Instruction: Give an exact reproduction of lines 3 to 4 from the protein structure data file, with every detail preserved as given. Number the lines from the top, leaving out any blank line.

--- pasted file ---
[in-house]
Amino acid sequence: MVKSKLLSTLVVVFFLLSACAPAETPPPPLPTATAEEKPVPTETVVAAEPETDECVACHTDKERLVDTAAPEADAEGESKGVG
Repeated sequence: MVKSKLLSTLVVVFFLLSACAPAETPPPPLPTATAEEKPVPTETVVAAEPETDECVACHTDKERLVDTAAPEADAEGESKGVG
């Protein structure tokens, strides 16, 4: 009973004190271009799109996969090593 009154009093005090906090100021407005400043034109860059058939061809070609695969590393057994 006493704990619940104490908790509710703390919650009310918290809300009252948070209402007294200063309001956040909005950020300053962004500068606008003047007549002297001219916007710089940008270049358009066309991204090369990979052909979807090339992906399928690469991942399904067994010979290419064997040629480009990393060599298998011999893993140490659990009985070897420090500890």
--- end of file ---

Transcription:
Repeated sequence: MVKSKLLSTLVVVFFLLSACAPAETPPPPLPTATAEEKPVPTETVVAAEPETDECVACHTDKERLVDTAAPEADAEGESKGVG
């Protein structure tokens, strides 16, 4: 009973004190271009799109996969090593 009154009093005090906090100021407005400043034109860059058939061809070609695969590393057994 006493704990619940104490908790509710703390919650009310918290809300009252948070209402007294200063309001956040909005950020300053962004500068606008003047007549002297001219916007710089940008270049358009066309991204090369990979052909979807090339992906399928690469991942399904067994010979290419064997040629480009990393060599298998011999893993140490659990009985070897420090500890």